Saturday, June 17, 2006

We told the taxi driver where we wanted to go.
Ah, he said, but it's a guys (shabab) place.
I didn't quite understand. R took me there last year and it was very westernized cozy hangout. I
couldn't quite imagine it as a men-dominated middle eastern cafe . Maybe in the evenings? or maybe he had some other place in mind? it didn't make sense.
Is it not a good place for a woman? asked K from the back seat of the taxi.
No, there's no problem, he assured her. it's just a shabab place.
When we got there - I recognized the huge balcony with wall painted blue - I was about to leave the taxi, as he whispered to me, cheerfuly: hada gay place!
now it clicked.

and certainly the vibe was there, although it wasn't not exactly Soho, or the Vauxhall Tavern.

* * *

Where am I from? the taxi drivers ask me and I say London. But then I usually add (depends how comfortable I feel) - originally from alquds.
Israeli yaani?
Yes.

Most of them - actually all of them I think - are Palestinians, so I ask where exactly. Many Jerusalemites, some Nablusi. One Nablusi guy told me he can't go to visit anymore - since Sharon went to the Haram - but the family sends them olive oil from their grove.
Is it better from local Jordanian oil?
He looked at me reproachfully.
Are you joking? a thousand times better.

* * *

H is a friend of the friend I'm staying with. He gave me a lift back home; I found him soft spoken, pleasant to talk with, and extremely cynical. He's into real estate and construction here
, which is the right place to be: Amman property market is booming, construction work is everywhere. 'It's Iraqi money' he told me. 'They come here with suitcases full of banknotes'.
Where's the money from?
The war, he shrugged. They're stealing everything. You can see them here on the roads, always driving the most expensive cars.
And aren't you afraid that the troubles in Iraq will spill over to Jordan?
The more troubles our neighbours have, the better off we are, he said. Jordan is prospering on Iraqi money. Problems in Lebanon, Palestine? they'll all come here. I'm waiting to see how it works with Syria, or Iran. We'll make a profit. It's good for us. We're the only safe place in this region.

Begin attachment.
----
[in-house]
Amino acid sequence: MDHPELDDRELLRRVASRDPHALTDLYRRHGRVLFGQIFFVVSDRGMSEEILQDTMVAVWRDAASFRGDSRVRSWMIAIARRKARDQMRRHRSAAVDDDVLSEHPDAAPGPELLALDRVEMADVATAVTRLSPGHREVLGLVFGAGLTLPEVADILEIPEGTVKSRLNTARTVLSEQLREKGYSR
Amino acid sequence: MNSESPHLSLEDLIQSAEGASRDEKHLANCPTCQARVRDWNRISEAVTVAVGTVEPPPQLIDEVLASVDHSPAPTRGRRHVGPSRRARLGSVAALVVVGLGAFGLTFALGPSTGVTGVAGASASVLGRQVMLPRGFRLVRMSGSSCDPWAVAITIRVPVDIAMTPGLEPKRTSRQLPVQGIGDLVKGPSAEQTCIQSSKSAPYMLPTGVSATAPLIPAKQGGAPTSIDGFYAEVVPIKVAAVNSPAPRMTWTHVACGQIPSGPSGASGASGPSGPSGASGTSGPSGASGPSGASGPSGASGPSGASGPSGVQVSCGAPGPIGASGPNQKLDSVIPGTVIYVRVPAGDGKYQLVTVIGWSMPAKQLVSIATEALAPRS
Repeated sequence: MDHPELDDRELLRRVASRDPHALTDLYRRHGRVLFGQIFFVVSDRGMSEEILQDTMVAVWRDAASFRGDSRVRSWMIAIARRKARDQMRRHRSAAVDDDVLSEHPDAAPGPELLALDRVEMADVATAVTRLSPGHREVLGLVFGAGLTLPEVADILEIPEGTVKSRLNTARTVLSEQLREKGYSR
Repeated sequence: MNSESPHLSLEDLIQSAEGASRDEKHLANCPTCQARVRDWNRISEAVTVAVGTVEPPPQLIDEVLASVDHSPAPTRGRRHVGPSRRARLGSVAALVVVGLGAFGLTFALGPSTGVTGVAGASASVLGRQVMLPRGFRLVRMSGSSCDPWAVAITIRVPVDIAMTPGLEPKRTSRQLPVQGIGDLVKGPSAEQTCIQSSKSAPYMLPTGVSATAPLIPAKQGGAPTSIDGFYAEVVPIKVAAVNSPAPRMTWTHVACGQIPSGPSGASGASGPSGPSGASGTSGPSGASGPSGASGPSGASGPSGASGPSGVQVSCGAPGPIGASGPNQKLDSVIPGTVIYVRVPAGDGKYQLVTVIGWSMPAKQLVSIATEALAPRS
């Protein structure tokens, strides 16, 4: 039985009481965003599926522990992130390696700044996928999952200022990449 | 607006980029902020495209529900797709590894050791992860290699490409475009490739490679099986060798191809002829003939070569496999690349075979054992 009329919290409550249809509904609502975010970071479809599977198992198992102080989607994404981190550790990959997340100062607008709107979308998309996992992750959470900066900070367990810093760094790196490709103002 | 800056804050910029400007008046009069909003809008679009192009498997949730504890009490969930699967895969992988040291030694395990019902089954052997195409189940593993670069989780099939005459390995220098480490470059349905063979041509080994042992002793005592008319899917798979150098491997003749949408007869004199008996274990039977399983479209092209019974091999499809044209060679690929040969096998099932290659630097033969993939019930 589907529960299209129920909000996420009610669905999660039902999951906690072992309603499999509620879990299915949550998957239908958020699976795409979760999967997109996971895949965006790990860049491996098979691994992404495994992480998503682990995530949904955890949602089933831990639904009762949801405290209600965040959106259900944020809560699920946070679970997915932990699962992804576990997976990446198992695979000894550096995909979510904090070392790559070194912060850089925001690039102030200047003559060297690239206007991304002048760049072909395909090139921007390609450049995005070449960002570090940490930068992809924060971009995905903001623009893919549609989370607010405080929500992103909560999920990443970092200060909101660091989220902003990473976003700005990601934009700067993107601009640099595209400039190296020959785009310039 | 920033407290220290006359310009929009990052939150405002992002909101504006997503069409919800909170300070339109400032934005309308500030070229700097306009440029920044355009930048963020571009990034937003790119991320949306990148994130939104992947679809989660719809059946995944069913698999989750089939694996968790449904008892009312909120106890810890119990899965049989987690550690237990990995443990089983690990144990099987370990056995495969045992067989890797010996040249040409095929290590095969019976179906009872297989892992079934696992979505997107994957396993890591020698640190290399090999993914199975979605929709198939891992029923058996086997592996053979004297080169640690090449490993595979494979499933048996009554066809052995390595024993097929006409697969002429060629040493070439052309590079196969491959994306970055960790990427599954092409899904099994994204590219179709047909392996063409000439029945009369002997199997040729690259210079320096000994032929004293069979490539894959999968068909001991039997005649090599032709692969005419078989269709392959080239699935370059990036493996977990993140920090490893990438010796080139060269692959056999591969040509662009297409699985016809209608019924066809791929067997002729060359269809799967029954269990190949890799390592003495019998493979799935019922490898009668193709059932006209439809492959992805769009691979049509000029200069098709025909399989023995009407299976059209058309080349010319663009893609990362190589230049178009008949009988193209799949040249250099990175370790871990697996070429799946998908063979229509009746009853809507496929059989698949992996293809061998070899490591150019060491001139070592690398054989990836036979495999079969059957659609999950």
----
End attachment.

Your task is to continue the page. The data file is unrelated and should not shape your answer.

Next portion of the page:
Perhaps he was being deliberately cynical, but as far as I could see he meant it. I didn't know how to react, and I was relieved to see that we had reached my host's house. There was something about him I liked, as much as I was appalled. He made no claim to be morally justified: he made it clear he was taking advantage of the world as it was. A line from Monkey Grip came to my mind: 'you're the emeny, mate, the ruling class. What are we going to do about it?'

It's stupid and simplistic, I know. But what do you do with people who have benefited enormously from globablization and its discontents - here, everywhere - and are unwilling to face the consquences for the much larger number of people whose lives have become much more difficult? Here in Jordan it is extremely visible: the gap between the poor and the rich is visible, but also the desperation of Palestine on one side, and the even worse devastation of Iraq on the other.

Visiblity is a key word. Living in the West, we do not see the consequences of our way of life, we do not see our slaves, our servants: the people on whose backs we are living. The agricultural labourers in Banana plantations, the hifi factory workers in Malaysia, the people making our clothes in Chinese sweatshops. What one doesn't see, doesn't exist. Perphas we are less ostentatious than the splurdging nouveaux-super-rich of "developing" countries. But can we claim to be morally different? The fact that I - personally - hardly paticipate in this economy, that I live on waste (my clothes found, my food skipped) - does not exempt me. I know well my current way of life is not much more than a fluc, a temporary arrangment.

* * *

Sorry. Didn't meant to be so serious and gloomy. It is a sunny day, and the air in Amman is amazingly fresh sweet. It's even better from the air in Jerusalem air.

I enjoyed the conference. Met some sisters and brothers-in-arms (or in-laptops). Exchanged emails and bibliographies. Practiced my rusty arabic - the drivers must find my accent strange. Since the last time I properly spoke Arabic was with Sinai Beduins, I keep saying Han and Hanak instead of Hon and Honak (for 'Here' and 'There). Heard good presentations which got my intellectual andernaline going (a good paper is better than drugs). Met my most admired social historian of Modern Palestine, Salim Tamari from Beir Zeit. Going home Sunday, to the Elephant and Castle.

2 comments:

The Letter N said...

it must have been books at cafe, i cant think of anywhere else that fits the description. i wish we were there too, it would have been fun to hang out. so, um, what's your research on?

mink said...

"Shitty beginnings - sewage in British ruled Palestine and the introduction of Water Closet to the holy land"

btw yes it was Books Cafe